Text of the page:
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World Maryland Senators See Joe Biden's Immigration Policy as Key To Grant Citizenship To TPS Holders

06:31  09 february  2021
06:31  09 february  2021 Source:   newsweek.com

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Maryland's Democratic Senators Chris Van Hollen and Ben Cardin have introduced the SECURE Act which would provide a pathway to permanent resident status for over 400,000 immigrants who have Temporary Protected Status (TPS) after fleeing natural disasters and civil unrest in their home countries and relocating in the United States.

Chris Van Hollen wearing a suit and tie smiling at the camera: Maryland Democratic Senators Chris Van Hollen (pictured) and Ben Cardin have introduced the SECURE Act, legislation that would grant permanent citizenship to 400,000 immigrants who have been living in the U.S. after fleeing natural disasters, civil unrest and other disruptions. © Mark Wilson/Getty Maryland Democratic Senators Chris Van Hollen (pictured) and Ben Cardin have introduced the SECURE Act, legislation that would grant permanent citizenship to 400,000 immigrants who have been living in the U.S. after fleeing natural disasters, civil unrest and other disruptions.

Both believe that Biden's early moves to reform the U.S. immigration system have created a political environment where the SECURE Act could find possibly become a reality.

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The administration of former President Donald Trump had argued that immigrants living in the U.S. with TPS should be deported back to their home countries as the status was meant to be temporary and the conditions that first compelled them to immigrate to the U.S. had likely improved.

However, Van Hollen and Cardin believe that the Trump Administration's threats of deportation and the requirement that TPS immigrants must re-apply for the status U.S. every six to eighteen months, both created a destabilizing environment for TPS recipients.

Van Hollen and Cardin's bill would provide a path to residency for TPS recipients who had come from El Salvador, Haiti, Honduras, Nepal, Nicaragua, Somalia, Sudan, South Sudan, Syria and Yemen, according to The Hill.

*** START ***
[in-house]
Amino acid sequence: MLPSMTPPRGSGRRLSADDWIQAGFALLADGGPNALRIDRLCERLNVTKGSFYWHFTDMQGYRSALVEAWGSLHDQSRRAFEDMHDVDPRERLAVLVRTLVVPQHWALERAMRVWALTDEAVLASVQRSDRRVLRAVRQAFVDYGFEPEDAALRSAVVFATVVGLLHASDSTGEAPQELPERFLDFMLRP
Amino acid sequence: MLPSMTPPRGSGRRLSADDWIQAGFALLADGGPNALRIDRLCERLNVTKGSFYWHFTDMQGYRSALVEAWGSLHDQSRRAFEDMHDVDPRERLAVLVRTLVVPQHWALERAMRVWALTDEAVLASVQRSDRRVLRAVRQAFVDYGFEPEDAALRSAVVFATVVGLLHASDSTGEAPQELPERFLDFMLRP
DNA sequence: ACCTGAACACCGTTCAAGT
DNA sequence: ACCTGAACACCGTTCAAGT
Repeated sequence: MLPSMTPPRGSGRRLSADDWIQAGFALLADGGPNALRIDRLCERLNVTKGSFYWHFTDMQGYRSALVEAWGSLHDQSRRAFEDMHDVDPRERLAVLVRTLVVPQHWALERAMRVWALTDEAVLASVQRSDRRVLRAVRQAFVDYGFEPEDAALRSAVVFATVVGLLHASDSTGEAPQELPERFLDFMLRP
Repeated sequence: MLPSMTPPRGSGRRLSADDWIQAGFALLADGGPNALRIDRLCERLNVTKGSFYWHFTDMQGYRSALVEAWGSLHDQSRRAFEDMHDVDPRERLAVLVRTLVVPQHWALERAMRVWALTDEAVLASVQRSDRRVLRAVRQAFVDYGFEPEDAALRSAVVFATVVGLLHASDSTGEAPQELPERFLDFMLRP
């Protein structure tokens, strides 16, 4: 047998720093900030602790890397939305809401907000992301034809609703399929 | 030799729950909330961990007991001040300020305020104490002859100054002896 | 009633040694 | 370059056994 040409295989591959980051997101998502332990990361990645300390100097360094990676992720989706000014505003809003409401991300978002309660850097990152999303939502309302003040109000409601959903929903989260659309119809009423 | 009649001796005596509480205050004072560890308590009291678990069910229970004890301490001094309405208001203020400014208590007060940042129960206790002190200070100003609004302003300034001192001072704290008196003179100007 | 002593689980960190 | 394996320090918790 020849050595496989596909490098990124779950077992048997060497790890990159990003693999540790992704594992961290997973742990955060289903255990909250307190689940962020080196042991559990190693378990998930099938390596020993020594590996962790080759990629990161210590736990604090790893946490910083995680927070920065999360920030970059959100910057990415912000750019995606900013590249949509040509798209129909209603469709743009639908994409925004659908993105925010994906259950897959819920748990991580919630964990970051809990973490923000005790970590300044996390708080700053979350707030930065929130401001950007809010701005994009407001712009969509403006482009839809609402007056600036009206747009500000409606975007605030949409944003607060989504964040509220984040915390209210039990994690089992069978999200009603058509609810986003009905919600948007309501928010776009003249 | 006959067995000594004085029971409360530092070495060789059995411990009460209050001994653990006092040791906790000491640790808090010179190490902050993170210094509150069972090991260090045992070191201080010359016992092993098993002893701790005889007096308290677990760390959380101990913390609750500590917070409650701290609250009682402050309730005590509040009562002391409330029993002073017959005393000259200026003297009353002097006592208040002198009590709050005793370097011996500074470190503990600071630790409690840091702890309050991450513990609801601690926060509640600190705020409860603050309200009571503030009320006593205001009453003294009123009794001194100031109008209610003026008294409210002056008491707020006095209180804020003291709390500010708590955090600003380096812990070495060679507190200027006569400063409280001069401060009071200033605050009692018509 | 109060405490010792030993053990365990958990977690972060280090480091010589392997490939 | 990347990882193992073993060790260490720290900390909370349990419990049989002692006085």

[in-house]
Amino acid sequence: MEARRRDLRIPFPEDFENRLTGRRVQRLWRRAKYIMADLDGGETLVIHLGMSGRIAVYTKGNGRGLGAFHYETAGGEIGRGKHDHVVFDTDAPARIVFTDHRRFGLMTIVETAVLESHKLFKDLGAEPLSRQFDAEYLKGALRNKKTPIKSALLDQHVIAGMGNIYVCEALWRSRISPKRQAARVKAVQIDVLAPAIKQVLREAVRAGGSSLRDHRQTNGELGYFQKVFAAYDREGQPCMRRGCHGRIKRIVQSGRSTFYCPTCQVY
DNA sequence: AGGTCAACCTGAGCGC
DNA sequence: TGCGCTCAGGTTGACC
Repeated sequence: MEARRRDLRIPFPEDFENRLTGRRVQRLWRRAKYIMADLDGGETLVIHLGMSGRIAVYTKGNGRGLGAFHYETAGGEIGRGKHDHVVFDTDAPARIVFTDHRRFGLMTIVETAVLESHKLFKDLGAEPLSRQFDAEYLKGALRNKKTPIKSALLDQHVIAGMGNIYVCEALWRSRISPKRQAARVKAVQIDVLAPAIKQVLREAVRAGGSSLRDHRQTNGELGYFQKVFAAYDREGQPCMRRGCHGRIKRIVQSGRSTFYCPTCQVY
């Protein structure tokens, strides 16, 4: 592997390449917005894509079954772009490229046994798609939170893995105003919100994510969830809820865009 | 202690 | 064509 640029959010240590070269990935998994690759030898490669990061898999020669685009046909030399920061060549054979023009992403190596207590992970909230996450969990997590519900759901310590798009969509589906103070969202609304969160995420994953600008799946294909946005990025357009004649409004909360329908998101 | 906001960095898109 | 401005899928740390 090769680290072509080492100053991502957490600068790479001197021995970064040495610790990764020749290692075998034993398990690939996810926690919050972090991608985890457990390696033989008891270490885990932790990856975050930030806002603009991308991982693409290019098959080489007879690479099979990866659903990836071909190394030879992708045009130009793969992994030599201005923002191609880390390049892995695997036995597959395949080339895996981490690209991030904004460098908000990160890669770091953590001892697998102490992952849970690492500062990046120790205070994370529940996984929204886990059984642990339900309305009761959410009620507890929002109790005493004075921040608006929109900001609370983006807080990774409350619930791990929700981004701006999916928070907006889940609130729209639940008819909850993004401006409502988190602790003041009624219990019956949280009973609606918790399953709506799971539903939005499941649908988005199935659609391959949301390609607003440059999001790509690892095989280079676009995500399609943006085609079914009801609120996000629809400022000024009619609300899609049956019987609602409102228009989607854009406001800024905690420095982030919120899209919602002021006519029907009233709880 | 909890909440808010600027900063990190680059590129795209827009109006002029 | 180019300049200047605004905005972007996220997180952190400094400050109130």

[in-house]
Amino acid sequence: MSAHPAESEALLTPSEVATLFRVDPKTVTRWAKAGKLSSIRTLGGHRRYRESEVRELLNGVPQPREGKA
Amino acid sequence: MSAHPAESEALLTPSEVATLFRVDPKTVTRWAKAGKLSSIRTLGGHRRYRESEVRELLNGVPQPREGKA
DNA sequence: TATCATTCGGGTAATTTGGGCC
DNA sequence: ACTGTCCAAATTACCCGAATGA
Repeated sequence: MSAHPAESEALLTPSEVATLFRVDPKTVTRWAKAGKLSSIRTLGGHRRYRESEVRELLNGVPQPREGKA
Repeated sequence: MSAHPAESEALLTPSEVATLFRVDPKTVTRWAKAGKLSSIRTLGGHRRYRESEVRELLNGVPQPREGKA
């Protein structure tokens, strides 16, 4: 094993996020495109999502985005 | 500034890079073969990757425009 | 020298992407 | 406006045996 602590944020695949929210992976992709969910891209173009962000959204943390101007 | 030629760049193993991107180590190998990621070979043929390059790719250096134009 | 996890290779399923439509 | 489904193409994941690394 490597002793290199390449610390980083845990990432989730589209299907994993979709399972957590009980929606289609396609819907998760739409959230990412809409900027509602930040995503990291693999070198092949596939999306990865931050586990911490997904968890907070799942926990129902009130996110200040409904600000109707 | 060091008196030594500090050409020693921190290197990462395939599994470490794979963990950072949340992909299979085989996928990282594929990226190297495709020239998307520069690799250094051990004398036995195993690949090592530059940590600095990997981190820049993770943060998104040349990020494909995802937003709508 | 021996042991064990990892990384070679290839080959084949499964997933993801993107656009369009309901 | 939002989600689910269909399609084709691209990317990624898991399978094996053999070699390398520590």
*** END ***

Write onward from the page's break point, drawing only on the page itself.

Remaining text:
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"For decades, our country has welcomed and protected those fleeing violence and turmoil around the world," Van Hollen said in a statement. "Many have lived here legally for over twenty years—and have come to call our country home. But over the last four years, the livelihoods of these individuals have been under constant threat. Now, alongside the Biden Administration, we must prioritize providing TPS recipients security and certainty."

Although The SECURE Act was introduced and died in Congress last year, its re-introduction this year comes as newly elected President Joe Biden and a Democrat-led Congress considered sweeping change on immigration.

In his first few days in office, Biden issued executive actions to undo Trump's travel ban from Muslim-majority countries, his wall construction on the southern U.S. border and a re-strengthening of Obama's Deferred Action for Childhood Arrivals (DACA) program.

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Additionally, Biden has also declared his intention to present legislation that would provide an eight-year path to citizenship for the estimated 11 million undocumented immigrants currently living in the United States.

"For him to do as much on immigration on day one was a clear message that the last four years of a stridently anti-immigrant administration were going to be turned around as fast as possible," said Ali Noorani, executive director of the National Immigration Forum, a group that has worked on bipartisan immigration legislation with the consultation of faith, law enforcement and business leaders.

However, at the beginning of February, more than 160 immigration and criminal justice groups across the U.S. signed a letter saying that Biden's immigration policy must do more than just erase Trump's zero-tolerance immigration policies.

The groups also called for an end to Operation Streamline, which facilitates mass sentencing in court, a suspension of unauthorized entry and re-entry prosecutions and the termination of the Department of Homeland Security's contracts with private prisons.

Newsweek contacted Senators Van Hollen and Cardin for comment.

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